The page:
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Mr Matt Kent

Profile summary

  • Research Student
  • Faculty of Science, Technology, Engineering & Mathematics
  • School of Environment, Earth & Ecosystem Sciences

Professional biography

I am a doctoral researcher in the Environment, Earth and Ecosystems department of CEPSAR at The Open University. My PhD title is "Greenhouse gas evasion from channels draining intact and deforested tropical peatlands" and my project supervisors are Vince Gauci (Open University), Sue Page (University of Leicester), Sunitha Pangala (Open University) and Chris Evans (Centre for Ecology and Hydrology).

Currently, I am investigating the effect that deforestation and drainage has on tropical peat swamp forests, specifically in terms of the greenhouse gases that are emitted from the channels that drain them. This investigation includes between-season and pre- and post-El Niño comparisons, the latter with a view to better understand the effects of a severe fire season.

I also am looking at the seasonal geochemistry of the channels and the degradability and ultimate fate of dissolved organic carbon within these channels. These data will feed in to models of the long-term instability of degraded peat swamp forests and allow for the modelling of carbon loss from the ecosystem over time.

I did my undergraduate degree at Bangor University under the tutelage of Chris Freeman, and worked as a research assistant on several projects at the Wolfson Carbon Caputure Laboratory. Here I investigated factors that influence activity of the ubiquitous biodegrading enzyme, phenol oxidase, also known as the "enzymic latch" due its pivotal role in enhancing breakdown of recalcitrant organic carbon, particularly in peat soils. This work also included my final year project which investigated some of the physicochemical factors constraining various biodegrading enzymes in intact and deforested Bornean peat swamp forest soils.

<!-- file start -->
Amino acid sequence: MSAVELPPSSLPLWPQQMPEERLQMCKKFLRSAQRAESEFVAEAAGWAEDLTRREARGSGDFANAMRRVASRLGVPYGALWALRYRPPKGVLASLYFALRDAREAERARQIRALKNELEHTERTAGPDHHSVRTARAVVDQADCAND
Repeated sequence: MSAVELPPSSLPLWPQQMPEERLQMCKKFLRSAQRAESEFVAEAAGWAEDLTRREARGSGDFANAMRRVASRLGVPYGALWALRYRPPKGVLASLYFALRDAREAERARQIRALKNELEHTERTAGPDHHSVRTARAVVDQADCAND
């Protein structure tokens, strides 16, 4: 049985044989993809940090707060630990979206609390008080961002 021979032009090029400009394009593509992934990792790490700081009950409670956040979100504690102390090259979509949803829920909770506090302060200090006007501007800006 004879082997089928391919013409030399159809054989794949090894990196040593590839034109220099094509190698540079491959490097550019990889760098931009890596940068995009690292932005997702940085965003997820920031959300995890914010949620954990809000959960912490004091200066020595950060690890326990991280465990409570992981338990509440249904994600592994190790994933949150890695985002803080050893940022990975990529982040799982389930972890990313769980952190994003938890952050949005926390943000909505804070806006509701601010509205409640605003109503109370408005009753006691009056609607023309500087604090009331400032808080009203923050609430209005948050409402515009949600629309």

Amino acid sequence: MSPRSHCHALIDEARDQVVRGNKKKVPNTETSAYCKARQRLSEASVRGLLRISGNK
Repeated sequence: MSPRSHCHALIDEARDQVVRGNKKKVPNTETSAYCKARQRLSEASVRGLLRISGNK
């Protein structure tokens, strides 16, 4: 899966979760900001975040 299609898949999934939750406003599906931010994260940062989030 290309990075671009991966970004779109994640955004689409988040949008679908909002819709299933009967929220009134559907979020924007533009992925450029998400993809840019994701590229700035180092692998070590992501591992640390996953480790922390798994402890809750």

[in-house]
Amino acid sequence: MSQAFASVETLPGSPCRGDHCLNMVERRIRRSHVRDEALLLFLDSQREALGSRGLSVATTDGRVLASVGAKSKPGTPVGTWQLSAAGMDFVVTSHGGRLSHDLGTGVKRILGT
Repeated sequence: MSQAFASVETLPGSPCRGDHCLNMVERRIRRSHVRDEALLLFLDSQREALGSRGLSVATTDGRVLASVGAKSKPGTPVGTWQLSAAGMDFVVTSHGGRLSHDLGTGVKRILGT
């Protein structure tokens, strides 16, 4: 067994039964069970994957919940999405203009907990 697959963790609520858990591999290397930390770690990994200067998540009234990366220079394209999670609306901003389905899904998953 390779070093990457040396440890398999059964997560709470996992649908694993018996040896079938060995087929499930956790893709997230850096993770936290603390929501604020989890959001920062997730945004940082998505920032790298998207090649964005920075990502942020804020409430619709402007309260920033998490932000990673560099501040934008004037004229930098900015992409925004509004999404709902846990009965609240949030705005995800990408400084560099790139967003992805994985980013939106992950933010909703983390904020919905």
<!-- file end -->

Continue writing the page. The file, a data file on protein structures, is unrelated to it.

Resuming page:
I have also worked as a sediment ecology research assistant at the School of Ocean Sciences, Bangor University and served aboard the RV Prince Madog on research cruises to the Irish Sea.

During my time at Bangor University, I was awarded a 1st-class honours, the Pen-y-Ffridd Prize and held three society presidencies over two years, one culminating in the university's Academic Society of the Year award.

Research interests


My primary research interests relate to tropical peat swamp forest ecosystems in Borneo, specifically their ecological functioning and biogeochemistry.

Peatlands are carbon-dense, carbon-accreting terrestrial ecosystems. Indonesian peatlands alone contain over 10% of all carbon held in peat soils globally, yet cover much less than 1% of Earth's surface. As such they are vital components of global carbon soil-atmosphere exchange processes which include the emission of the two most important greenhouse gases, carbon dioxide and methane.

Tropical peatlands are currently extremely vulnerable to destabilisation through climate- and human-induced changes, including the rapid destruction of the ecosystem via conversion of the land for plantation agriculture, notably for the controversial "green fuel" crop, oil palm. Previous investigations by this research group have shown that current estimates of carbon loss from drained and deforested peatlands neglect fluvial fluxes as a major loss pathway for carbon. This additional carbon loss from the peat store is exacerbated following fires which are increasing in frequency and intensity in Indonesia as a result of deforestation and climatic change.

In this project we aim to quantify channel greenhouse gas fluxes from degraded peat swamp forest and compare them to an its intact analogue. These are so far unknown terms in catchment-scale peat swamp forest carbon cycling, and so will allow for a fuller understanding of the carbon balance of these systems. Fieldwork has taken place over two years and data have been obtained that will allow between-season, and pre- and post-El Niño fire season, fluxes to be compared. We will also determine the bio- and photo-degradability of dissolved organic carbon to asses how much carbon dioxide may be produced instream.

identify the ultimate fate of this fluvial carbon and how much gets metabolised in-stream and is converted to greenhouse gases. Answers to these questions will contribute to informing tropical peatland conservation/management practice, carbon credit systems and input into regional/global climate models.

Beyond this main research question I have research interests including the ecosystem goods and services, future sustainability and biodiversity of tropical peat swamp forests.



Impact and engagement

  • BES Sex, Bugs 'n' Rock 'n' Roll road crew

External collaborations

  • University of Palangka Raya, Central Kalimantan, Indonesia
  • Center for International Cooperation in Sustainable Management of Tropical Peatland, Central Kalimantan, Indonesia
  • The Orangutan Tropical Peatland Project, Central Kalimantan, Indonesia
  • NERC Radiocarbon Facility, Scotland, UK
  • University of Linköping, Sweden


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